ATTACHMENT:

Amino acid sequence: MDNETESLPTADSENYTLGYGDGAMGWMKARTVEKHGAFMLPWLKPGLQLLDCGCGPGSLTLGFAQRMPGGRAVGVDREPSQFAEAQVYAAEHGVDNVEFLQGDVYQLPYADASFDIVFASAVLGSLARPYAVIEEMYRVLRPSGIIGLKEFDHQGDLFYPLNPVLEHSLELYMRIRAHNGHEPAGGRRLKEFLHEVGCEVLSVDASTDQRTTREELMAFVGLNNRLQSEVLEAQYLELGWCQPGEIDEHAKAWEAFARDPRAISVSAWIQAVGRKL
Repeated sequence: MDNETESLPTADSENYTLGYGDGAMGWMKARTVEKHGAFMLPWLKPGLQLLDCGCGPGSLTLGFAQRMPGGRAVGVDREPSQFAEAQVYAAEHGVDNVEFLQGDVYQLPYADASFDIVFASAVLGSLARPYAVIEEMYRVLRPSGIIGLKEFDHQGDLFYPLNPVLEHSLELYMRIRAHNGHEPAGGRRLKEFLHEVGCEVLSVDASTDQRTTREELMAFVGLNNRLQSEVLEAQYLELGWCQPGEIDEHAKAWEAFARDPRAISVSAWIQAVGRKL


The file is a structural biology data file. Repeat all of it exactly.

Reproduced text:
Amino acid sequence: MDNETESLPTADSENYTLGYGDGAMGWMKARTVEKHGAFMLPWLKPGLQLLDCGCGPGSLTLGFAQRMPGGRAVGVDREPSQFAEAQVYAAEHGVDNVEFLQGDVYQLPYADASFDIVFASAVLGSLARPYAVIEEMYRVLRPSGIIGLKEFDHQGDLFYPLNPVLEHSLELYMRIRAHNGHEPAGGRRLKEFLHEVGCEVLSVDASTDQRTTREELMAFVGLNNRLQSEVLEAQYLELGWCQPGEIDEHAKAWEAFARDPRAISVSAWIQAVGRKL
Repeated sequence: MDNETESLPTADSENYTLGYGDGAMGWMKARTVEKHGAFMLPWLKPGLQLLDCGCGPGSLTLGFAQRMPGGRAVGVDREPSQFAEAQVYAAEHGVDNVEFLQGDVYQLPYADASFDIVFASAVLGSLARPYAVIEEMYRVLRPSGIIGLKEFDHQGDLFYPLNPVLEHSLELYMRIRAHNGHEPAGGRRLKEFLHEVGCEVLSVDASTDQRTTREELMAFVGLNNRLQSEVLEAQYLELGWCQPGEIDEHAKAWEAFARDPRAISVSAWIQAVGRKL